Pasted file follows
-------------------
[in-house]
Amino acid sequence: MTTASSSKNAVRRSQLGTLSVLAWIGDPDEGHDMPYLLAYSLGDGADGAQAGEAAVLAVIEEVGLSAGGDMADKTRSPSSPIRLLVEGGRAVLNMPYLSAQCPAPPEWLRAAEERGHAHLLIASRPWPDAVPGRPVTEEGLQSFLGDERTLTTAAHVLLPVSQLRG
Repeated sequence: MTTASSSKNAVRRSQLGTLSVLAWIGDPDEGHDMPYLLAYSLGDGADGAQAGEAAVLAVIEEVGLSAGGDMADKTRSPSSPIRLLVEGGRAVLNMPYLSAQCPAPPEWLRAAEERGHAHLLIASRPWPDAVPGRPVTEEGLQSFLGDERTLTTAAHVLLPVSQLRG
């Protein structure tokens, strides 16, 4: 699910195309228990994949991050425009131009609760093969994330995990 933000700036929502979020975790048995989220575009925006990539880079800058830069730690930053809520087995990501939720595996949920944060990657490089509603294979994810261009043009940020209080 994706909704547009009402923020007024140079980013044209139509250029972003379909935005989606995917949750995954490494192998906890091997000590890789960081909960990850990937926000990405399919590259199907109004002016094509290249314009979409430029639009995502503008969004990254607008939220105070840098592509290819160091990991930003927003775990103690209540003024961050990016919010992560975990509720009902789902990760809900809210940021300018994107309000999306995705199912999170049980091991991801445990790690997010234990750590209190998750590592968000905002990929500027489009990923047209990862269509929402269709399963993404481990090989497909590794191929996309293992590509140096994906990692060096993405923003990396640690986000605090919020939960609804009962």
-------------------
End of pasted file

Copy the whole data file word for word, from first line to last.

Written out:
[in-house]
Amino acid sequence: MTTASSSKNAVRRSQLGTLSVLAWIGDPDEGHDMPYLLAYSLGDGADGAQAGEAAVLAVIEEVGLSAGGDMADKTRSPSSPIRLLVEGGRAVLNMPYLSAQCPAPPEWLRAAEERGHAHLLIASRPWPDAVPGRPVTEEGLQSFLGDERTLTTAAHVLLPVSQLRG
Repeated sequence: MTTASSSKNAVRRSQLGTLSVLAWIGDPDEGHDMPYLLAYSLGDGADGAQAGEAAVLAVIEEVGLSAGGDMADKTRSPSSPIRLLVEGGRAVLNMPYLSAQCPAPPEWLRAAEERGHAHLLIASRPWPDAVPGRPVTEEGLQSFLGDERTLTTAAHVLLPVSQLRG
């Protein structure tokens, strides 16, 4: 699910195309228990994949991050425009131009609760093969994330995990 933000700036929502979020975790048995989220575009925006990539880079800058830069730690930053809520087995990501939720595996949920944060990657490089509603294979994810261009043009940020209080 994706909704547009009402923020007024140079980013044209139509250029972003379909935005989606995917949750995954490494192998906890091997000590890789960081909960990850990937926000990405399919590259199907109004002016094509290249314009979409430029639009995502503008969004990254607008939220105070840098592509290819160091990991930003927003775990103690209540003024961050990016919010992560975990509720009902789902990760809900809210940021300018994107309000999306995705199912999170049980091991991801445990790690997010234990750590209190998750590592968000905002990929500027489009990923047209990862269509929402269709399963993404481990090989497909590794191929996309293992590509140096994906990692060096993405923003990396640690986000605090919020939960609804009962």